war on the rocks

The Six Day War and the Nuclear Coup that Never Was

June 29, 2017

On the eve of the June 1967 war in the Middle East, a small group of men in the Israeli elite considered a doomsday scenario. They all supported Israel having an overt nuclear strategy, but the dovish prime minister, Levi Eshkol, had resisted. Now, with war looming, they felt that their hour had come. Behind the scenes, these bureaucrats, scientists and officers prepared the ground for using Israel’s ultimate weapon: the nuclear bomb.

Three weeks ago, The New York Times revealed part of that story which the newspaper described as the “last secret” of the Six Day War. The truth is, evidence of these events has been out in the open for several years now. Yitzchak Yaacov, a top scientist who served as a senior officer in the Israeli army, had published his memoirs detailing the deliberations for the secret operation already in 2011. Based on this book as well as several interviews, Amir Oren, military correspondent for Haaretz, wrote in the same year a long analysis of the decision-making process surrounding this chapter in Israel’s history. And in 2014, Oxford University Press published a monograph by Or Rabinowitz that distilled all these Hebrew-language sources into an English-language text.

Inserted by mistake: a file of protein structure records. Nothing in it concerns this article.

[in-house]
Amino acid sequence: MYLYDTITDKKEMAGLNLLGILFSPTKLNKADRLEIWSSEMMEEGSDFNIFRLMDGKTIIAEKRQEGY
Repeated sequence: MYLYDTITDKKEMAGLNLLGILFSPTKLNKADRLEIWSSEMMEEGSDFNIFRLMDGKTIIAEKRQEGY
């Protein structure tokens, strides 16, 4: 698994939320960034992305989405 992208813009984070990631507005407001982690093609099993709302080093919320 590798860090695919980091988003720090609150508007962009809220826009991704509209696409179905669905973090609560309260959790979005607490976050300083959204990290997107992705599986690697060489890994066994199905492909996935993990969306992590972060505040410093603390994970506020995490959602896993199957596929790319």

To understand what transpired on the eve of the Six Day War, we have to go back to the debates of the late 1950s and early 1960s. Prime Minister David Ben-Gurion and his young disciples at the Ministry of Defense – Chief of Staff Moshe Dayan as well as Chief-Of-Staff and General Director Shimon Peres – argued forcefully for a Jewish bomb. In their view, the Arab-Israeli conflict was insoluble with Israel being “a castle under siege.” An atomic bomb could deter their Arab foes from harassing Israel. Nevertheless, Finance Minister Levi Eshkol was a skeptic. He believed that the money invested in building the nuclear reactor at Dimona should have been spent on social services. Like other security experts, such as Minister of Labor Yigal Allon, Eshkol maintained that the international community would never allow Israel to use the bomb, and therefore Israel must rely on its conventional capabilities. As long as Ben-Gurion was in power, his policies prevailed. However, in June 1963, Ben-Gurion stepped down and Eshkol succeeded him.